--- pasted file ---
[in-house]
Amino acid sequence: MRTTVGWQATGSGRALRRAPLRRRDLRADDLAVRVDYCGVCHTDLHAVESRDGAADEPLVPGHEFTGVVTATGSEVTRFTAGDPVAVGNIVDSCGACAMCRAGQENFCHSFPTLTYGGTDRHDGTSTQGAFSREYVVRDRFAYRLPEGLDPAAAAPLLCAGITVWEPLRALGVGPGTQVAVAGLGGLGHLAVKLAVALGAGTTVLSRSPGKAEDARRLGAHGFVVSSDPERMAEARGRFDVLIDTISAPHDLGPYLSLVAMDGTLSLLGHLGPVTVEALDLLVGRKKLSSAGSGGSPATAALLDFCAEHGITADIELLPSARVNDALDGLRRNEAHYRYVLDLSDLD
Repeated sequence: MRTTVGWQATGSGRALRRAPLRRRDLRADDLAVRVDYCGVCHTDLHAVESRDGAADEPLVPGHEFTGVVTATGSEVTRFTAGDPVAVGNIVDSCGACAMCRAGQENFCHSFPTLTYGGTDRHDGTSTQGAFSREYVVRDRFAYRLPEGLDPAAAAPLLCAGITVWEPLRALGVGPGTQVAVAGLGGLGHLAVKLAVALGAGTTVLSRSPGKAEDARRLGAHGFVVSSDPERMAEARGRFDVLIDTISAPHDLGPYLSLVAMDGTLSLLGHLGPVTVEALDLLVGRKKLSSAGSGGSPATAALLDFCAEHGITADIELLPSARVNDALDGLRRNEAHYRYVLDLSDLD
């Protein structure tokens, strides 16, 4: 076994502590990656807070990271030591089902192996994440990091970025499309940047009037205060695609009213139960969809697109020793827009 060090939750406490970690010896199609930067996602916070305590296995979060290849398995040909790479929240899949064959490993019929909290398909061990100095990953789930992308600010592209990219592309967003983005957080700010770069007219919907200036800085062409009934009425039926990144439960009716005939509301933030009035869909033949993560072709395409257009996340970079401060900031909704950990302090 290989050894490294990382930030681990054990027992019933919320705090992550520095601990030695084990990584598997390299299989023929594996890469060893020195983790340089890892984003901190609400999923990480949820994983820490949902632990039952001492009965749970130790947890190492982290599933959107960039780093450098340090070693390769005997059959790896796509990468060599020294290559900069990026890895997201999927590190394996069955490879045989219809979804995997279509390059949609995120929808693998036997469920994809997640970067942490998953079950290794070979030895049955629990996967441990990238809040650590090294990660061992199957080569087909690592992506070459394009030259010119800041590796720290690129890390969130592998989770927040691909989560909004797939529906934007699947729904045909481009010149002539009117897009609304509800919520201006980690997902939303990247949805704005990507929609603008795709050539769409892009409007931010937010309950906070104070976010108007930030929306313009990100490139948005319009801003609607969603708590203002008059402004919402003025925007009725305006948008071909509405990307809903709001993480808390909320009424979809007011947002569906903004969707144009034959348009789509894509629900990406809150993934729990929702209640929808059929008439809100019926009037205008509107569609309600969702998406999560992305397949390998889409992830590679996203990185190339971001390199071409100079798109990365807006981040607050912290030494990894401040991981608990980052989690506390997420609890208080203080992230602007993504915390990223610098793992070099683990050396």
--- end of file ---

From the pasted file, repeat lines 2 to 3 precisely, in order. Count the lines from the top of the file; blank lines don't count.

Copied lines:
Amino acid sequence: MRTTVGWQATGSGRALRRAPLRRRDLRADDLAVRVDYCGVCHTDLHAVESRDGAADEPLVPGHEFTGVVTATGSEVTRFTAGDPVAVGNIVDSCGACAMCRAGQENFCHSFPTLTYGGTDRHDGTSTQGAFSREYVVRDRFAYRLPEGLDPAAAAPLLCAGITVWEPLRALGVGPGTQVAVAGLGGLGHLAVKLAVALGAGTTVLSRSPGKAEDARRLGAHGFVVSSDPERMAEARGRFDVLIDTISAPHDLGPYLSLVAMDGTLSLLGHLGPVTVEALDLLVGRKKLSSAGSGGSPATAALLDFCAEHGITADIELLPSARVNDALDGLRRNEAHYRYVLDLSDLD
Repeated sequence: MRTTVGWQATGSGRALRRAPLRRRDLRADDLAVRVDYCGVCHTDLHAVESRDGAADEPLVPGHEFTGVVTATGSEVTRFTAGDPVAVGNIVDSCGACAMCRAGQENFCHSFPTLTYGGTDRHDGTSTQGAFSREYVVRDRFAYRLPEGLDPAAAAPLLCAGITVWEPLRALGVGPGTQVAVAGLGGLGHLAVKLAVALGAGTTVLSRSPGKAEDARRLGAHGFVVSSDPERMAEARGRFDVLIDTISAPHDLGPYLSLVAMDGTLSLLGHLGPVTVEALDLLVGRKKLSSAGSGGSPATAALLDFCAEHGITADIELLPSARVNDALDGLRRNEAHYRYVLDLSDLD